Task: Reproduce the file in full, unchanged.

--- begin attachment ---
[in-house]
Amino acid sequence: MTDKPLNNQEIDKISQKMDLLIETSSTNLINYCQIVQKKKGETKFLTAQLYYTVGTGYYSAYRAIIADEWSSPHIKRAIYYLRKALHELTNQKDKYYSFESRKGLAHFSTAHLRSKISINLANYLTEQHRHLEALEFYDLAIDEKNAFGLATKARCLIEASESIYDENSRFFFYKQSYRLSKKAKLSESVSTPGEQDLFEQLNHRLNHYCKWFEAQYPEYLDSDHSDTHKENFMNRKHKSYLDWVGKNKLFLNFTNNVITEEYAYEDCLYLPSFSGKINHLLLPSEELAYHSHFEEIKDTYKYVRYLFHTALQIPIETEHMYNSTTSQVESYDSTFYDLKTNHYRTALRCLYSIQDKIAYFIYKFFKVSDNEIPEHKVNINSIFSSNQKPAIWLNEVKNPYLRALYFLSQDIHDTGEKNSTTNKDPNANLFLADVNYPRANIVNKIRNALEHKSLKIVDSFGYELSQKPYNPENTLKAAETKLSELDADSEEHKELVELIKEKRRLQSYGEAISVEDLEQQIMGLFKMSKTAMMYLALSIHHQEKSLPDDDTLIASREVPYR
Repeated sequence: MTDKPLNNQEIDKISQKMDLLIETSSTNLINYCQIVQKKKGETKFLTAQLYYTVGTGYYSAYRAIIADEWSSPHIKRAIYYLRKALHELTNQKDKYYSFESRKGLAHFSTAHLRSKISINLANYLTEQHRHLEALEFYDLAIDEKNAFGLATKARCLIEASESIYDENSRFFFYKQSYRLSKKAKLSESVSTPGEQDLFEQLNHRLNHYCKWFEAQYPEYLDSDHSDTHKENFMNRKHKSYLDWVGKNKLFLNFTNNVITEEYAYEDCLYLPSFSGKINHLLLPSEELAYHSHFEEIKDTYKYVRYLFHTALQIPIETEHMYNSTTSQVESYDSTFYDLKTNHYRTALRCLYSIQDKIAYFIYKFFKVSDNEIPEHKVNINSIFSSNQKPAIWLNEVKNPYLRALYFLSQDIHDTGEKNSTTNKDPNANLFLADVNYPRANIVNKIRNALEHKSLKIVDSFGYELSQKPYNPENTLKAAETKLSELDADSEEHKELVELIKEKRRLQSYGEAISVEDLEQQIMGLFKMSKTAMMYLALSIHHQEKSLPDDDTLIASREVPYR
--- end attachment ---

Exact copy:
[in-house]
Amino acid sequence: MTDKPLNNQEIDKISQKMDLLIETSSTNLINYCQIVQKKKGETKFLTAQLYYTVGTGYYSAYRAIIADEWSSPHIKRAIYYLRKALHELTNQKDKYYSFESRKGLAHFSTAHLRSKISINLANYLTEQHRHLEALEFYDLAIDEKNAFGLATKARCLIEASESIYDENSRFFFYKQSYRLSKKAKLSESVSTPGEQDLFEQLNHRLNHYCKWFEAQYPEYLDSDHSDTHKENFMNRKHKSYLDWVGKNKLFLNFTNNVITEEYAYEDCLYLPSFSGKINHLLLPSEELAYHSHFEEIKDTYKYVRYLFHTALQIPIETEHMYNSTTSQVESYDSTFYDLKTNHYRTALRCLYSIQDKIAYFIYKFFKVSDNEIPEHKVNINSIFSSNQKPAIWLNEVKNPYLRALYFLSQDIHDTGEKNSTTNKDPNANLFLADVNYPRANIVNKIRNALEHKSLKIVDSFGYELSQKPYNPENTLKAAETKLSELDADSEEHKELVELIKEKRRLQSYGEAISVEDLEQQIMGLFKMSKTAMMYLALSIHHQEKSLPDDDTLIASREVPYR
Repeated sequence: MTDKPLNNQEIDKISQKMDLLIETSSTNLINYCQIVQKKKGETKFLTAQLYYTVGTGYYSAYRAIIADEWSSPHIKRAIYYLRKALHELTNQKDKYYSFESRKGLAHFSTAHLRSKISINLANYLTEQHRHLEALEFYDLAIDEKNAFGLATKARCLIEASESIYDENSRFFFYKQSYRLSKKAKLSESVSTPGEQDLFEQLNHRLNHYCKWFEAQYPEYLDSDHSDTHKENFMNRKHKSYLDWVGKNKLFLNFTNNVITEEYAYEDCLYLPSFSGKINHLLLPSEELAYHSHFEEIKDTYKYVRYLFHTALQIPIETEHMYNSTTSQVESYDSTFYDLKTNHYRTALRCLYSIQDKIAYFIYKFFKVSDNEIPEHKVNINSIFSSNQKPAIWLNEVKNPYLRALYFLSQDIHDTGEKNSTTNKDPNANLFLADVNYPRANIVNKIRNALEHKSLKIVDSFGYELSQKPYNPENTLKAAETKLSELDADSEEHKELVELIKEKRRLQSYGEAISVEDLEQQIMGLFKMSKTAMMYLALSIHHQEKSLPDDDTLIASREVPYR